To give these a good workout, I decided to head down to Knoxville, Tennessee's Boomsday, a Labor Day tradition which began as an anchor event for a local radio station in the late 1980s. That's well before my time -- I first moved to Knoxville in 1998 -- but by the time I arrived in town it was said to be the the largest fireworks show in the Southeast, and the country's largest Labor Day weekend show. And while the crowds have soared, more than doubling the population of downtown for that one evening each year, I've always found Boomsday to be a lot of fun.
Sadly, this year was also to be Boomsday's last. It turns out that strapping a whopping five tons of fireworks to a bridge and then setting it alight is an extraordinarily expensive affair, especially once all the ancillary costs of running and policing the event are added in. The pricetag was fast approaching a quarter of a million dollars for a seven hour event (and 20 minutes of fireworks), and far too many attendees were simply driving in from out of town, then leaving right after the show having spent almost nothing. The result was a big loss on each year's festivities, and an end to the fun.
And so I really wanted to get some good shots by which to remember Boomsday, because I rather doubt we'll have a fireworks show approaching its scope again in Knoxville any time soon.
Time for a night shoot!
I couldn't make it downtown early, though, as I had other commitments, so I showed up right around sunset -- still a good couple of hours before the fireworks were set to start, but well after the festivities were underway. Parking was, predictably, a difficult proposition and I finally found a space a good three-mile, rather hilly roundtrip walk away from the riverfront.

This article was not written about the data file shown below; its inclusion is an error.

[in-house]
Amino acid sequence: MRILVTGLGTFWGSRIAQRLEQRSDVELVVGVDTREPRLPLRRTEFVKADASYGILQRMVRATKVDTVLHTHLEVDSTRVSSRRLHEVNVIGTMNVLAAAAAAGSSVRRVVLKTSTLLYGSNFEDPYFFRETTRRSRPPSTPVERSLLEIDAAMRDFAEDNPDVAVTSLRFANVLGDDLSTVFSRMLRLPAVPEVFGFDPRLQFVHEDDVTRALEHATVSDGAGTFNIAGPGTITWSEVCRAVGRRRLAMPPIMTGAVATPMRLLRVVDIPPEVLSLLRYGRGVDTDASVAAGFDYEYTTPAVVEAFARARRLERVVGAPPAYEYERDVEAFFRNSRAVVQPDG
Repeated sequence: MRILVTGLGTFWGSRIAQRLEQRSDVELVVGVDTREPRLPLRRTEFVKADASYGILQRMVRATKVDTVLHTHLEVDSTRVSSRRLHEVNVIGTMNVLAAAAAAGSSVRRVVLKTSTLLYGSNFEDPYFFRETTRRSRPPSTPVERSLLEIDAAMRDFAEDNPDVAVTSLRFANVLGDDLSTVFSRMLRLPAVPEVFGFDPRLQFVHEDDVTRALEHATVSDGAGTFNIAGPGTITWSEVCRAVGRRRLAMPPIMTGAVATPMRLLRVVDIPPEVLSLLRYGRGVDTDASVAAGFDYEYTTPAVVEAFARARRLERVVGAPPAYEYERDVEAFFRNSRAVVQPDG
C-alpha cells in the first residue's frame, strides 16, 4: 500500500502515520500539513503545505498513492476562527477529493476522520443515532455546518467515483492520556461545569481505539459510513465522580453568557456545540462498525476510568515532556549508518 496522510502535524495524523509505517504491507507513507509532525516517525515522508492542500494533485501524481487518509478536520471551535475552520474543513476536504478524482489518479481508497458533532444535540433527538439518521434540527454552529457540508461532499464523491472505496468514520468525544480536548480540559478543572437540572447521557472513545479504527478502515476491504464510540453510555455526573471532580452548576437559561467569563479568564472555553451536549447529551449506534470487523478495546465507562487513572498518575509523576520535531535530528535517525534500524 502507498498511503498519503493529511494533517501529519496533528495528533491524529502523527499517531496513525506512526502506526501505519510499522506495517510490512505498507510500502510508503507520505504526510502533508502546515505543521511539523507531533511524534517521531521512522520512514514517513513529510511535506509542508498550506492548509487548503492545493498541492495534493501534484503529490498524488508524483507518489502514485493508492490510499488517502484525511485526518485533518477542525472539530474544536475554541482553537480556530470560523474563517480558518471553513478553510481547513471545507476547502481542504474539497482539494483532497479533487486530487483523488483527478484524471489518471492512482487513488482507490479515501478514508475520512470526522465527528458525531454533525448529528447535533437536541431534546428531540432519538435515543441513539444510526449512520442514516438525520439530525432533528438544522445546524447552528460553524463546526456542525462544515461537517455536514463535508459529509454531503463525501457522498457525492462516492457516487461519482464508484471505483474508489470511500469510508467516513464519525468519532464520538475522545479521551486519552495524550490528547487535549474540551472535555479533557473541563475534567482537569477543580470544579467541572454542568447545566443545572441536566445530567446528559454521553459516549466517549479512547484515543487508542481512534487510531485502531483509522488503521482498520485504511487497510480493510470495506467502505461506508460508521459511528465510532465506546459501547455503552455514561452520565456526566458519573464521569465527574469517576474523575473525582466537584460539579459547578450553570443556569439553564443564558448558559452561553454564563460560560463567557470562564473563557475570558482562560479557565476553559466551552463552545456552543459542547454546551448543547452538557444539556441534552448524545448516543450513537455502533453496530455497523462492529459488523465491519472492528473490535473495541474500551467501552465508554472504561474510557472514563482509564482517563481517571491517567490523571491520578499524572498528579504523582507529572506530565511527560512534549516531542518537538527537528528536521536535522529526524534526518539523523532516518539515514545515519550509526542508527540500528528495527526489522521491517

Needless to say, as I made the long trek to the river -- surrounded by my fellow hordes of would-be revelers -- I once again found myself greatly appreciative of the RX10 II's compact size and relatively light weight, for the zoom reach on offer. The Sony RX10 II really is just about the perfect balance of hand-holdability, zoom reach and image quality for the common man, in my opinion.
Sure, I'd love to have more zoom and a bigger sensor, but either would inevitably bring compromises in other areas, and I wouldn't want to make those trade-offs. Instead, I find the RX10 II to be the perfect complement to my DSLR, with the latter coming out only when image quality is the most critical thing, and Sony's stunning long-zoom doing the bulk of the shooting the rest of the time.
Starting off with some high ISO
And speaking of shooting, it was time to do some. As I was passing Market Square enroute to the river, I figured I'd stop and get some early blue hour shots to test out the Sony RX10 II's high ISO chops.